Good morning, architects. The Brooklyn Nets defeated the Washington Wizards 98 to 88 in the team's pre-season opener at its new home, the Associated Press reports. And it sounds like Nets coach Avery Johnson didn't spare on the razzle-dazzle, sending Nets star point guard Deron Williams back onto the floor late in the fourth for some garbage minutes during the exhibition game, as a give-away to fans. Washington's a perfect team for the Nets to beat up on, as the Wizards have yet to coalesce around—what's that? Ah, right, architecture: The Nets played its first game in the SHoP Architects–designed Barclays Center. While Jay-Z previously played eight nights' worth of concerts to break in the arena, it's a venue meant for basketball, as The Wall Street Journal's Scott Cacciola reports. It remains to be seen whether the work of SHoP, AECOM, and Goldstick Lighting Design can turn around a Nets team that struggled so badly at its home in Newark, N.J., to the point that they actually performed better on the road. Reportedly, Williams likes the new arena, which means that client-number-one is satisfied.

AFTER THE FALL. For Big Red & Shiny, Brian Sirman pens a thoughtful essay about reviled architecture. The subject, of course, is Brutalism, today's architectural bête noire. Sirman writes that Brutalism is far from the first style to be so hated, and notes the many circumstances in which people miss the architecture that their forebears decided to replace. McKim, Mead, and White's original Penn Station for New York always leads the list of such regrets. That specific regret is an illustrative one. New Yorkers greatly miss the Beaux Arts station that they so callously discarded in the 1950s, but they further revile what was built to replace Penn Station. That concern is not raised nearly enough in the debates about Brutalism: What is supposed to replace these supposedly wretched Brutalist buildings? In many cases, the fate of Brutalist works is discussed without any mention of the recession that has wracked the country and its building projects and what effect it might have on the projects to be erected after the wrecking ball does its work. One notable counter-example is the Orange County Government Center in Goshen, N.Y., for which officials hoping to tear down the Paul Rudolph design have, in fact, submitted a proposal for a building to replace it. See it for yourself.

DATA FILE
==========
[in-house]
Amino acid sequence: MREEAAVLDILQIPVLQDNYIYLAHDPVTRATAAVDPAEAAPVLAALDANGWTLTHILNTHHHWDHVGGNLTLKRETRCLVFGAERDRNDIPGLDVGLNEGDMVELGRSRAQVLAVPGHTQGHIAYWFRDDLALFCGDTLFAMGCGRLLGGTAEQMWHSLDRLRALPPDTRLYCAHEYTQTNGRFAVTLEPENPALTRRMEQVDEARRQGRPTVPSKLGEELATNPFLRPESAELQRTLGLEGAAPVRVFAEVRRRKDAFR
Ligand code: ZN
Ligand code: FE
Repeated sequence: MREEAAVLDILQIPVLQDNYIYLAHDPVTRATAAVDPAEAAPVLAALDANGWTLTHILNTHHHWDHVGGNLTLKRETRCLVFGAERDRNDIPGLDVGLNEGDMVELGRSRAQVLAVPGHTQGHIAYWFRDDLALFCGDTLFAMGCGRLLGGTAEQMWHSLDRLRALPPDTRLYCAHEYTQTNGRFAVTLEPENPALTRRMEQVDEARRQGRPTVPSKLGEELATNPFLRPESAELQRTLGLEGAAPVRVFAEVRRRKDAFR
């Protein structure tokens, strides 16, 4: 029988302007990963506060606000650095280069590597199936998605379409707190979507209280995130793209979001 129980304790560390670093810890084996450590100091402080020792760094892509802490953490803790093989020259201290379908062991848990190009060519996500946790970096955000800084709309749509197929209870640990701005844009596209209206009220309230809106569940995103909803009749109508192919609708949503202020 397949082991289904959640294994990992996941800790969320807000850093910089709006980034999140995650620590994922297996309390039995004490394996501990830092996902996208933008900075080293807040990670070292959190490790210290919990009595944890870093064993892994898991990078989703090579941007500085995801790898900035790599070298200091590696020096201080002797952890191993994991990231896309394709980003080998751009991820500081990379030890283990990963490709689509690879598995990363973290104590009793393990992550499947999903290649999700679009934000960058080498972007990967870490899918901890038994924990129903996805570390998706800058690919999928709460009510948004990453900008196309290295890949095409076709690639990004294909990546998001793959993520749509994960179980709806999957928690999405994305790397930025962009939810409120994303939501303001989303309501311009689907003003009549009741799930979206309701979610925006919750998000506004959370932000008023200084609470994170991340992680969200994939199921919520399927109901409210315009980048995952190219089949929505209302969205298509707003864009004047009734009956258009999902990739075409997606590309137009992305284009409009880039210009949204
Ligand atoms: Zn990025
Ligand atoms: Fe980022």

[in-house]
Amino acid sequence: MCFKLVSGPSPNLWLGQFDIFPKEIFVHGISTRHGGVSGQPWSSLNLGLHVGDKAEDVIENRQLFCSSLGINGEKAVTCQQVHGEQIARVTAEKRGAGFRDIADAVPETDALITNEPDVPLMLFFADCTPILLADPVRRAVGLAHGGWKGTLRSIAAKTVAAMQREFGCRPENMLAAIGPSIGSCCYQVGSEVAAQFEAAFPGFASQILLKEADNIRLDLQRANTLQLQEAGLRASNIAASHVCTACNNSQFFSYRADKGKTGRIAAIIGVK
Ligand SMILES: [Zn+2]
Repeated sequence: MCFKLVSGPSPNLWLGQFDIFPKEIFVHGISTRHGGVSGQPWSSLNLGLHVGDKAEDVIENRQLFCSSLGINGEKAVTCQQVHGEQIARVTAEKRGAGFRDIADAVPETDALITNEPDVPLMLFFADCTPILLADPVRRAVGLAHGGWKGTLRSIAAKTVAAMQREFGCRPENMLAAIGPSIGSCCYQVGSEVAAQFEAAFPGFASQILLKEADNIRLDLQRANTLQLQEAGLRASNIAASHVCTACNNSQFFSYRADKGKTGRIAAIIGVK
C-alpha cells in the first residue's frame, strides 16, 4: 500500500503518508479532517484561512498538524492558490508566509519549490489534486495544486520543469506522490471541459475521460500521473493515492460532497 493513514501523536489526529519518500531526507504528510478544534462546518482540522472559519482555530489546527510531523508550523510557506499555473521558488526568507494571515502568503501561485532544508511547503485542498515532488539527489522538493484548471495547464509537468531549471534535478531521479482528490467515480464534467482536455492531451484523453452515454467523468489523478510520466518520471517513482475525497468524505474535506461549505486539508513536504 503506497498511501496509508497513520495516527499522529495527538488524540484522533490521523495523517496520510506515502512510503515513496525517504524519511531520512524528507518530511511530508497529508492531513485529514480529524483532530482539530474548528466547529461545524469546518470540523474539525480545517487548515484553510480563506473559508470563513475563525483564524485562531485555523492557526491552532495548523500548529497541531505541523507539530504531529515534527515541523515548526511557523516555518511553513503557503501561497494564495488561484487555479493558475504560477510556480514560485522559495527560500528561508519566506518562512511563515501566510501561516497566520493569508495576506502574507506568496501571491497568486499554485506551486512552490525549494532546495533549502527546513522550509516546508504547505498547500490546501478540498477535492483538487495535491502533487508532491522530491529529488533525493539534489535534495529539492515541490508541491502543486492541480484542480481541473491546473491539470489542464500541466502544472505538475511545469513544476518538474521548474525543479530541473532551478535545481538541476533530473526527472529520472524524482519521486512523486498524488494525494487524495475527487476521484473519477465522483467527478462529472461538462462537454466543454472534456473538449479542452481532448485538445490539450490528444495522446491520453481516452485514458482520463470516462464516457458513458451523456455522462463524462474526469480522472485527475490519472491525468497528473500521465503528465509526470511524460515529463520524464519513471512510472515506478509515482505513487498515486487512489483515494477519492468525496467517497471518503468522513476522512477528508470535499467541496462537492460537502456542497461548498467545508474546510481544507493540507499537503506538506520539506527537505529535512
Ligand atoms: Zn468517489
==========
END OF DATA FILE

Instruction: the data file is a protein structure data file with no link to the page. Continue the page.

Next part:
JUST BRUTAL. Speaking of Brutalism, Alderman Brendan Reilly has spoken. The Chicago Tribune's Melissa Harris reports that the Chicago representative has at long last weighed in on the debate over the Bertrand Goldberg–designed Prentice Women's Hospital. Alderman Reilly, who represents the district where the hospital stands, has stayed mum in the debate. Preservationists and architecture fans hoping to see the building saved will wish he stayed silent: More in sadness than in anger, he agreed with Northwestern University that the building must come down. "My inclination, unfortunately, would be to allow the university to proceed with its plans," the alderman said, adding, "I remain open to suggestions. And believe me, if there's a Eureka moment, I'm all ears. The last thing I want to do is take down important architecture in the central business district."

EISENHOWER DOG PARK OPENS WITHOUT INCIDENT. President Dwight D. Eisenhower will not go unremembered: The Eisenhower Dog Park in East Meadow, N.Y., is now open. The same cannot be said for the Eisenhower Memorial, a project whose budget was pigeonholed in June. Despite the official stall order, The Boston Globe has weighed in on the aesthetic merits of the memorial, as if that were still the pressing concern. Robert Campbell says that the design is too literal, objecting to the concessions made by Frank Gehry, FAIA, and the Eisenhower Memorial Commission in the wake of objections from President Eisenhower's family and congressional scrutiny. The Eisenhower Memorial can't win for losing. The aesthetics of the site are no longer the going concern: It's now a test of wills between the Eisenhower Memorial Commission and Rep. Rob Bishop (R-Utah), whose move to cut off funding for the memorial would seem to be the final word on the matter.   

...AND REMAINDERS. Atlanta Beltline leg opens... Endeavor's trek shows off Los Angeles streets... Le Corb shwag... Next-gen robot 3-D printers... Pittsburgh Glass Center takes on architecture... New York's Architecture and Design Film Festival is upon us.